Sevcik's Blog

A year in Cairo Egypt

Sunday, October 23, 2005

Fraternity Day--Dialogue Forum

On Friday I spent the day volunteering my photography skills at an event coined “Fraternity Day” led by a group of men and women, Muslims and Christians, and Egyptians and
non-Egyptians who believe diversity is richness. Their ‘organization’ (though not an official organization yet, but they are looking for sponsors) is called “Dialogue Forum.” As their mission statement explains, they are united by the wish to establish a dialogue that aims at spreading the message of fraternity, love and unity through acts of charity and social initiatives. Fraternity day was designed as a day of fun for children during the month of Ramadan. It included games, theatre, film, Sudanese folklore and an Iftar.
The moment I arrived for the event I noticed Fraternity Day was a very well thought-out and organized event. Everyone had color-coordinated name tags! (Name tags, in general, don’t exist in Egypt—it would take way too much planning time to get name tags set up!) Each child was put into a group, and each group was led by a volunteer. Every group had to have these demographics represented: Muslim, Christian, Egyptian, Sudanese, rich, and poor. (Some of the children came from one of the richest schools, while others were orphans or from the Garbage Village.) For most of these kids, it was their first time hanging out with someone of a different economic status or nationality, or even religious background. The whole experience made me feel like I was at camp. The volunteers were so passionate about spreading the idea of love and diversity, and they were great with the kids. The spirit of compassion and understanding filled the air and I felt safe with this group of people. The children felt it too—I’ve never seen a group of 100 + kids cooperate with each other so well. It was such a blessing!
Everything about the event was in Arabic, so I had to get an interpreter whenever I wanted to know what was going on. Throughout the day I kept hearing a particular chanting going on during every down moment or when a certain group would start screaming it out. What was the chant? The kids were yelling “All of us together can do something BIG!” My heart almost stopped when I found out. Amazing. These kids were really learning and experiencing a great community. By the end of the day I could see how they were realizing that we are all people, and in that way we are united. We all play the same games and experience the same goals and dreams and emotions. It’s powerful.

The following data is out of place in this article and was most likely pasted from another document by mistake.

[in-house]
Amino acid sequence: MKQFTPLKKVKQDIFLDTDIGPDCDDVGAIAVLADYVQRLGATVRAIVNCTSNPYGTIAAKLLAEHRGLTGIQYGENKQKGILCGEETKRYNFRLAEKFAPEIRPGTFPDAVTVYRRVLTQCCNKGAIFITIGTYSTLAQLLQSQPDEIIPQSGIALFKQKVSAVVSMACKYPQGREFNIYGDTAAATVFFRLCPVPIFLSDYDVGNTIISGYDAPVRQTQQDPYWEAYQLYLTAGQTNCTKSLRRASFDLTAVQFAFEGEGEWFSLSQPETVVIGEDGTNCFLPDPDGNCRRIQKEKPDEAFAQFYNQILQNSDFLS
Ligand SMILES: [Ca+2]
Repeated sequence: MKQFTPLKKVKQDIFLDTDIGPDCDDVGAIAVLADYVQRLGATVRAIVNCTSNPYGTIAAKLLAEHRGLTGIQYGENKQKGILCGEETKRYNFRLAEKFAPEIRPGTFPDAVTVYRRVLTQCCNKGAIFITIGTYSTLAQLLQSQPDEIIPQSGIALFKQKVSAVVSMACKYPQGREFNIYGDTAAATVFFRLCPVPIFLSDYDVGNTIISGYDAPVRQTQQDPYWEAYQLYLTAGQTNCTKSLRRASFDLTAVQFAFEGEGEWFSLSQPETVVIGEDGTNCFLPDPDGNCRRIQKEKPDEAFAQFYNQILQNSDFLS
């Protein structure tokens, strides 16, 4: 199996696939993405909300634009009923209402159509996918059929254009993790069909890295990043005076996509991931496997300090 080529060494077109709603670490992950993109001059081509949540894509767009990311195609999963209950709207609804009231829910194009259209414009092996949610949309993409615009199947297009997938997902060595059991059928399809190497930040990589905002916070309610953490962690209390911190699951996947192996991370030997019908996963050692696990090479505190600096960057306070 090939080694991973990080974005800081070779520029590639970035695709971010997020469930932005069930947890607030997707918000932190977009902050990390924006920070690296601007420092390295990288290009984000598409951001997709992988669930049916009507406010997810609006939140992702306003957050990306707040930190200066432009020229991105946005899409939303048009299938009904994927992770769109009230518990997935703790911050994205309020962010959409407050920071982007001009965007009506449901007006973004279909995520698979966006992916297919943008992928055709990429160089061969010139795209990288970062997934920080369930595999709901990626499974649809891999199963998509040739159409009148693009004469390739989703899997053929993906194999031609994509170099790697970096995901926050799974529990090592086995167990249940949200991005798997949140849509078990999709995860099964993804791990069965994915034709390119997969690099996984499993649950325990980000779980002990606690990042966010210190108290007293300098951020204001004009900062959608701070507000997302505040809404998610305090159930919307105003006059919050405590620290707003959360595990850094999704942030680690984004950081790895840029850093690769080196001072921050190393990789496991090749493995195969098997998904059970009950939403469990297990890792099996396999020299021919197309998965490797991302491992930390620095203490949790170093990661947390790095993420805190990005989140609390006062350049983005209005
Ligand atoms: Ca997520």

Father Henri Boulad (of the Holy Family School in Faggala I believe) gave a short speech ½ way through the day and the kids just ate it up. He asked the children, “What is the best color? Is it black? Brown? White? Yellow? Red?” The kids weren’t sure what to say. Then he asked them if it would be good if we were all one color. Some of them yelled out, “Yes!” Father Boulad then explained that no, we are made differently for a reason, and that is wonderful. We all have the same God who made us differently for a reason. He used the analogy of a family, explaining how we are different from our grandparents, how our mom is different than our dad, and we are different from our siblings. But, we are still a family and it’s good to be different! The kids really understood this and started yelling “Yes, and all of us together can do something BIG!”
There was also a theme song for the day that the kids learned and sang at the day’s closing. I asked for a translation and even though my interpreter apologized on and on for not really being able to translate well due to metaphors, here’s what I got: One hand alone cannot clap, A bird with a broken wing cannot fly. Take heart, speak without fear. You can rule the whole world. (verse 1) We were children wearing Kastor (a cheap material) Hardly holding onto our dreams by the thread in the light, Our dream grows and grows with every leap over the hurdle, if you search for your dreams you fill find it. (verse 2) If you are determined and persevere you will be whatever you want to be. Inside you there is power that can build the whole universe. Your dream is your country wherever you are. Put your dream in your heart and hold onto it tightly.


  • At 10/24/2005, Anonymous Caroline van der Plas said…

    Hi Sarah! It's really nice to read your stories about Egypt! You're now in a sort of experience that I was last year in America. I see that you have a very good, powerful time there and I know that you learn a lot for the rest of your life.
    I have still moments that I am thinking about the Summercamp-time in Montana, because I learned so much about that.
    I am now studying to become a teacher and it goes very well. I counselled this year a camp in Holland for one week. I had a nice time during that week, because I the teenagers were touched by God.

    I wiss you good blessing from God in Egypt and I will pray for you.
    If you want to come in Holland when you're finished there, you are really very very welcome!!

    Nice greeting,
    Caroline van der Plas (The Netherlands)

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